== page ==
Amazon has been making some headway in regards to product liability as well. They have now restricted certain categories, most significantly any pesticide-related category, to American sellers only. However, the vast majority of product categories still have no product safety requirements from Amazon.
What Can Amazon Do?
Amazon is largely a victim of its own success. It has provided a platform for tens of thousands of entrepreneurs to make a lot of money off of. And with that surge of cash and opportunity comes the inevitable wave of ill-willed actors.
There are several actionable things that, in my opinion, Amazon could do to help eradicate many of the problems addressed in this article:
- Institute Project Zero for all Brand Registered sellers
- Allow more frequent brand-gating for Brand Registered sellers who experience high rates of counterfeit sellers
- Give sellers more insight into search history and product performance to eliminate the black market for stolen reports
- Do not allow listing contributions from anyone but the Brand Registered owners of products
- Remove the expensive Trademark requirement for Brand Registry to allow smaller brands to more affordably protect their brand
These are five steps that can be implemented relatively easily, which would not only give non-Chinese sellers a more level playing field but also improve the customer experience.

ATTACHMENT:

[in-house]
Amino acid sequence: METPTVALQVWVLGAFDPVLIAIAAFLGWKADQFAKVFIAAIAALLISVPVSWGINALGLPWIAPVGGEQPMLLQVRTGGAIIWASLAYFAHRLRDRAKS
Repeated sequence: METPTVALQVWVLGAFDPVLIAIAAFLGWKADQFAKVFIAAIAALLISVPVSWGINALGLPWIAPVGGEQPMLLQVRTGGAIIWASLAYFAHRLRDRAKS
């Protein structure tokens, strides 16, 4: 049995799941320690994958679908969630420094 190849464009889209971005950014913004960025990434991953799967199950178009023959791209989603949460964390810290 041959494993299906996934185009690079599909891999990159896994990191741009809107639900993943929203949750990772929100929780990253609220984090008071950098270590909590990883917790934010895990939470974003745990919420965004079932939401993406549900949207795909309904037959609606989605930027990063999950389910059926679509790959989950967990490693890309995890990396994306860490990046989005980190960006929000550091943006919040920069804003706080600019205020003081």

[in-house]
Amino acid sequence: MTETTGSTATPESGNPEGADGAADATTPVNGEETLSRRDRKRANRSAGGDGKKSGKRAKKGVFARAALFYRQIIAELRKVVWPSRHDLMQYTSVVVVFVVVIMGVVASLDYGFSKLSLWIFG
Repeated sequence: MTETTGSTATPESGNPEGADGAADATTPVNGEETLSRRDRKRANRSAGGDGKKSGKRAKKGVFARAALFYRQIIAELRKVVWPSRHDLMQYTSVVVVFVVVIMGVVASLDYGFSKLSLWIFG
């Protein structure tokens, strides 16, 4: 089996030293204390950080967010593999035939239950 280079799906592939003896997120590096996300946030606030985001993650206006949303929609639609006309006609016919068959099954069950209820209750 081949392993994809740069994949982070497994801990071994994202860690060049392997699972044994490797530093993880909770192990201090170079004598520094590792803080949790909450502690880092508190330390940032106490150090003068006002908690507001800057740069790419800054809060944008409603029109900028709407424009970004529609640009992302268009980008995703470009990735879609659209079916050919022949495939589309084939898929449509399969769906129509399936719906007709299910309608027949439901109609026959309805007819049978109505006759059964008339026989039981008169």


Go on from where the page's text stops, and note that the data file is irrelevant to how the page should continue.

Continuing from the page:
It’s important at this juncture to point out that gaming Amazon is not a tactic exclusive to Chinese sellers. Anyone who has sold on Amazon long enough knows that sellers employing questionable selling tactics bear all types of passports. I’ve personally met many of them from nearly every continent in the world. As Zach Franklin emphasized, “Most [Chinese] sellers I know just want to build a real, defensible brand. They’re hiring better designers and copywriters, building a real presence off of Amazon, trying out influencer marketing, Adwords, and Facebook. They want to do things in the right way and they’re working from 9 am – 9 pm, 6 days a week to do it”.
Amazon seemingly allows nearly any selling strategy to slide until a wave of negative press arrives that threatens its revenues. As one Chinese service provider described to me, “Amazon turns a blind eye to the leaking of competitor data from employees. It doesn’t hurt them”. Amazon bills itself as “Earth’s Most Customer- centric Company” which often comes at the expense of sellers. However, seller interests and customers are also frequently aligned. Unscrupulous sellers employing fake reviews and selling counterfeit products help neither customers or well-behaved sellers.
If you’re a seller, have you been a victim of any of the strategies discussed here? If you’re an Amazon customer, have you ever experienced fake reviews or counterfeit products?
Dave Bryant has been importing from China for over 10 years and has started numerous product brands. He sold his multi-million dollar ecommerce business in 2016 and create another 7-figure business within 18 months. He’s also a former Amazon warehouse employee of one week.